Police describe it as a dangerous stretch of road with a tragic history.
Fifty accidents have occurred here, injuring 35 people and killing two over the past decade and a half.
Despite the accidents, Caltrans says the intersection of Lakeville Highway and Pine View Way near Kaiser hospital does not warrant having a traffic light installed, partly because there aren’t many cars traveling on Pine View.
But Petaluma police say the area is ground zero for accidents with drivers speeding on Lakeville and aggressively changing lanes while others slow down to turn at the intersection.
“From a traffic safety perspective, a traffic signal would absolutely help because there are far fewer people running red lights than speeding,” says Sgt. Ken Savano, head of the traffic division for the Petaluma Police Department. “But I also understand that Caltrans can’t just be putting in a traffic signal every time there is a request for one.”
Caltrans did not respond to a request for a comment in time for publication, but Savano says the city has a good relationship with the agency and that they understand the problem, yet are constrained by budget cuts.
Without state help, Petaluma police are left to deal with the intersection as best they can, by ticketing speeding motorists and those that make unsafe lane changes.
The department has also applied for a grant to turn one of the eastbound lanes on Lakeville into a turn-only lane to keep cars that are slowing down separated from other traffic.
But it could be months before funding is allocated and the restriping done.
“We can cover our eyes and pretend that it’s not happening, but it’s not going to make the problem go away,” Savano said, adding that the high rate of accidents is why enforcement in the area has been increased. "“We’re not going to just sit by and wait for the next fatal accident."
(About 15 percent of all citations within city limits within the past year were given out on Lakeville Highway.)
But, he said, the public can do its part by slowing down and driving the speed limit, which is 45 miles per hour west of Pine View and 55 miles west of the intersection. “It’s that simple.”
Most of the accidents in the intersection are caused when drivers turn left from Pine View onto Lakeville or slow down on the highway to turn onto the smaller street.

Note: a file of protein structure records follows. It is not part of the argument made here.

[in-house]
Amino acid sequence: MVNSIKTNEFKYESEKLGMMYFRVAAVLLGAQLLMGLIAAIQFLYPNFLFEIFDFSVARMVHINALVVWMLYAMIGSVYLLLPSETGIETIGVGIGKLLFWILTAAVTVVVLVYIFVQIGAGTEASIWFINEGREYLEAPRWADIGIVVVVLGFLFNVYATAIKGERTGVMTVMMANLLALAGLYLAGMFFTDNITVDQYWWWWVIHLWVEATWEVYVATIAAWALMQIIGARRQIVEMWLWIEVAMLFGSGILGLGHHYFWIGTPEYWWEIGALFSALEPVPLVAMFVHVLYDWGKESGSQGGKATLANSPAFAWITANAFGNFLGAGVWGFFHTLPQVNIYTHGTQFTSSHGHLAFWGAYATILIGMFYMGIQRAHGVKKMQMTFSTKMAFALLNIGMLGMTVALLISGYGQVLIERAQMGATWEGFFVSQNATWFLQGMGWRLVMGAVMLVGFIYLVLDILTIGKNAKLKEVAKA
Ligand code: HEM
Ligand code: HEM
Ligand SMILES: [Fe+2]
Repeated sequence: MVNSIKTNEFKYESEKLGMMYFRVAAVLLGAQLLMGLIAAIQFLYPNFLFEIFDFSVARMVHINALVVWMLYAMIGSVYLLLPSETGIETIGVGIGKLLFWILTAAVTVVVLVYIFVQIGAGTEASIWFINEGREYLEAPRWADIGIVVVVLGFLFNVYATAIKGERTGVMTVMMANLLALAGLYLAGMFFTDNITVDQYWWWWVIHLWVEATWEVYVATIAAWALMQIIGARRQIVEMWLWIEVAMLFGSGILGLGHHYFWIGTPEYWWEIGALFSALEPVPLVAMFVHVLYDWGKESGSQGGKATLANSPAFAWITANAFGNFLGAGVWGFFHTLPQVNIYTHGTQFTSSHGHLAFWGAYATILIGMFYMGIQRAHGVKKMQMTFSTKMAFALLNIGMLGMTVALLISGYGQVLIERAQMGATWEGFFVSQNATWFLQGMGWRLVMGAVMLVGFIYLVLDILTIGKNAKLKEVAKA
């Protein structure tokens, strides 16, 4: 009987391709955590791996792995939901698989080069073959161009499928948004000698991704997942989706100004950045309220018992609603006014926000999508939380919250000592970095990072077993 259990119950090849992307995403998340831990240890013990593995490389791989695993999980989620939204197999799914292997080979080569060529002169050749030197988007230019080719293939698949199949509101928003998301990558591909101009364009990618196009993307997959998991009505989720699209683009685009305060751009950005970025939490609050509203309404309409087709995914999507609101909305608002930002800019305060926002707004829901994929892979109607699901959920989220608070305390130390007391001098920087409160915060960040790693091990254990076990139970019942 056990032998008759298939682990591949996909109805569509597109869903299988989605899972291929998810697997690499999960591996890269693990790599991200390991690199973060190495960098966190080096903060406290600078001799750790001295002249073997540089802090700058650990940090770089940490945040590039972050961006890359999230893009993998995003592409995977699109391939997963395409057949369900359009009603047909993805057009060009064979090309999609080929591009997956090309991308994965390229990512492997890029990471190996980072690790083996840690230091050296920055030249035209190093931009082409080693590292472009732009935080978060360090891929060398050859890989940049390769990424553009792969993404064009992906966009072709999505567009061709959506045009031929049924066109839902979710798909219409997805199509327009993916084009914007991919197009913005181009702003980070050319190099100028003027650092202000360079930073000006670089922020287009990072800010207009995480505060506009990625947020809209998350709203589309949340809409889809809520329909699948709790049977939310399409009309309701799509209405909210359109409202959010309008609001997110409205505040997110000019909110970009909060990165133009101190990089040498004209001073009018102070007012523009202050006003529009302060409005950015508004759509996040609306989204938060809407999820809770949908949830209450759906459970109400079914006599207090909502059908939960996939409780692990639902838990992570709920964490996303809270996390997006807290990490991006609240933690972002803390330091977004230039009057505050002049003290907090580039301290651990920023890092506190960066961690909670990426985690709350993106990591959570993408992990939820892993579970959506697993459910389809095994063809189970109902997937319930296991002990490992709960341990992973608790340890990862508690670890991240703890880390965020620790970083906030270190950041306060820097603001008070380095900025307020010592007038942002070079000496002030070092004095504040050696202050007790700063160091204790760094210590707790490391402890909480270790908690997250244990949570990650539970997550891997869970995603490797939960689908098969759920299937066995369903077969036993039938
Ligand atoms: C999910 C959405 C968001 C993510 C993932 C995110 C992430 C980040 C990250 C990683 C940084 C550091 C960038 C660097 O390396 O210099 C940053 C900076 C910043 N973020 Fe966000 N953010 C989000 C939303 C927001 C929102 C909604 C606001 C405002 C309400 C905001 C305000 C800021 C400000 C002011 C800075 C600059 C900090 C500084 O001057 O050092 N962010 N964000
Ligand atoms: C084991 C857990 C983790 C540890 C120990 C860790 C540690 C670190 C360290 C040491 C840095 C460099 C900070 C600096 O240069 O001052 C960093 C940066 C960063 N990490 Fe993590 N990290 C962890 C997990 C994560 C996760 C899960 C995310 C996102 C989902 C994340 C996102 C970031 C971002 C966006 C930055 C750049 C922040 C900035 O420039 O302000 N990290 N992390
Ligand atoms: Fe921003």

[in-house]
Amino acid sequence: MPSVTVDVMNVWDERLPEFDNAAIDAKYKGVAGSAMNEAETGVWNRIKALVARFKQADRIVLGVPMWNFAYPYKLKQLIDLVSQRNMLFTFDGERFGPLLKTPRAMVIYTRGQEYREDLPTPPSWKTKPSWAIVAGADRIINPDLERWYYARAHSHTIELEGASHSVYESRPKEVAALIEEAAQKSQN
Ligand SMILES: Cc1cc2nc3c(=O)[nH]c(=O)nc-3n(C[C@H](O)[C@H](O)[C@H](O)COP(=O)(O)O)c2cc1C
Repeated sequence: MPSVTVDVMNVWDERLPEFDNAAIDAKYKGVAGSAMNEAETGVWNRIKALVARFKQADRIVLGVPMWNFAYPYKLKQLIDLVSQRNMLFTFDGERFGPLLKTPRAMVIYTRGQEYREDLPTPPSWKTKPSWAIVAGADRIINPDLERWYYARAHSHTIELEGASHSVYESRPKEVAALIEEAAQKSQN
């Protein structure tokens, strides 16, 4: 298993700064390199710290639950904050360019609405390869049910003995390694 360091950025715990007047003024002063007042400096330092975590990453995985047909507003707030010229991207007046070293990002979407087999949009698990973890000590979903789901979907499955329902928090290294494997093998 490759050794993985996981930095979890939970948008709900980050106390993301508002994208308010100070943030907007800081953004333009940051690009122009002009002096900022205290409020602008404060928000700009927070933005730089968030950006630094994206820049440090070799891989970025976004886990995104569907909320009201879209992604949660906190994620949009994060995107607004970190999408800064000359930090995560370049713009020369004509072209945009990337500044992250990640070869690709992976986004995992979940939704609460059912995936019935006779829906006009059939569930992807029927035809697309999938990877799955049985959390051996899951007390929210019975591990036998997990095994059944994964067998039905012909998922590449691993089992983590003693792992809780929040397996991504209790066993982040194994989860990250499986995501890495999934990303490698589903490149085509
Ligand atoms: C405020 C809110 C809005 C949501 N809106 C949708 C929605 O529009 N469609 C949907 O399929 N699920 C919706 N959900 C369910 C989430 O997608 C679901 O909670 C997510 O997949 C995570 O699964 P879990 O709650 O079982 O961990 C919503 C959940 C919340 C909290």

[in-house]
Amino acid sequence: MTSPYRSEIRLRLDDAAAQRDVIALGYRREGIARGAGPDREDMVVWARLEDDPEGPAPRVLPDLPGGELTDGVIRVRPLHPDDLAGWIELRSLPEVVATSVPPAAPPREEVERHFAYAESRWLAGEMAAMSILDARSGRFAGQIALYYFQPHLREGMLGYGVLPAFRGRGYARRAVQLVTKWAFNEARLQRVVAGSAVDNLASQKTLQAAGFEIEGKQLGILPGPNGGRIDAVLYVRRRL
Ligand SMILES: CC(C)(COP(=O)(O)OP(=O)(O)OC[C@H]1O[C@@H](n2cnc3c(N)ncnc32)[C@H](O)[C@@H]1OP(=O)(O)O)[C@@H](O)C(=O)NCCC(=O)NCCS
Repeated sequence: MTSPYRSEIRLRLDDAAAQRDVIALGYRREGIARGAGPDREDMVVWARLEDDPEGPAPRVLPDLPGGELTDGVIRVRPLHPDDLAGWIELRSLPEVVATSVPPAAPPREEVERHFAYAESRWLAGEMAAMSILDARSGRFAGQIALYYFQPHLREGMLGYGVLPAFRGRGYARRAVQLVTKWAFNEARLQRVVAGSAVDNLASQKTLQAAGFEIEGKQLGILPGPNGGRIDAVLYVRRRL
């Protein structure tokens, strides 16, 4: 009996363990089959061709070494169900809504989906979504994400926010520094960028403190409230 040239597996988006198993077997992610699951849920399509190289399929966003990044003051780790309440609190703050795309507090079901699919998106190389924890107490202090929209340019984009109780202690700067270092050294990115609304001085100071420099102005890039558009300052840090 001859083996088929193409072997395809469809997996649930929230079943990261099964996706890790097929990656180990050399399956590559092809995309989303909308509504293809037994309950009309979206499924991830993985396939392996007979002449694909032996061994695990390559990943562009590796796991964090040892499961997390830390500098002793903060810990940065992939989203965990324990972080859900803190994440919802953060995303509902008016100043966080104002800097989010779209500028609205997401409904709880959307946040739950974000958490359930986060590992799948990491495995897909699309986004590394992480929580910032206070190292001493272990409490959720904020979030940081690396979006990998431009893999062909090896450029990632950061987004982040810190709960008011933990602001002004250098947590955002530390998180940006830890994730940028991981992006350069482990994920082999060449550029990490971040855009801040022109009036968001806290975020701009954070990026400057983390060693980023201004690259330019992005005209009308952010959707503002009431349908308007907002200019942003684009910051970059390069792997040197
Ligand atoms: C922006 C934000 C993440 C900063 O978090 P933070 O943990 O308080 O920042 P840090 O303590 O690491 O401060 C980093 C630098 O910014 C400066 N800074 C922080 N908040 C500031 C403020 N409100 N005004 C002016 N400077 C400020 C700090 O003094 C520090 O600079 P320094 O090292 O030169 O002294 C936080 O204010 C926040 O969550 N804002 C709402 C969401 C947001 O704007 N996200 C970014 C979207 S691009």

The first fatal collision (since police have been keeping data) occurred in 2001, when a 24-year-old Vallejo man was killed when his vehicle was struck by another car and rolled over.
The second fatal collision occurred in 2003, when Michael G. Bosmans, a 51-year-old from Canada was struck while riding his motorcycle through the intersection. Today, a wooden cross by a redwood tree marks the spot Bosmans died.
Another cause behind the accidents is less obvious.
In 2003, Kaiser expanded its Petaluma location, increasing the number of visits to the hospital. Over the next decade, numerous accidents involved elderly drivers traveling to and from the hospital for eye exams, Savano said.
“We have very concrete data that supports this,” he said.
The police have met with Kaiser officials and installed directional signs encouraging drivers to utilize alternate routes. (Asked about the prevalence of accidents involving patients, a Kaiser spokesman said that 3 accidents a year did not constitute a problem.)
Savano says it's only a matter of time before another major accident occurs in the area.
“The reason there haven’t been more accidents is because we’ve done a tremendous amount of enforcement there,” he said, “But it’s causing us to divert our attention from other areas of town. And at the end of the day, we can’t always be there."
Are you concerned about this intersection? What could make it safer?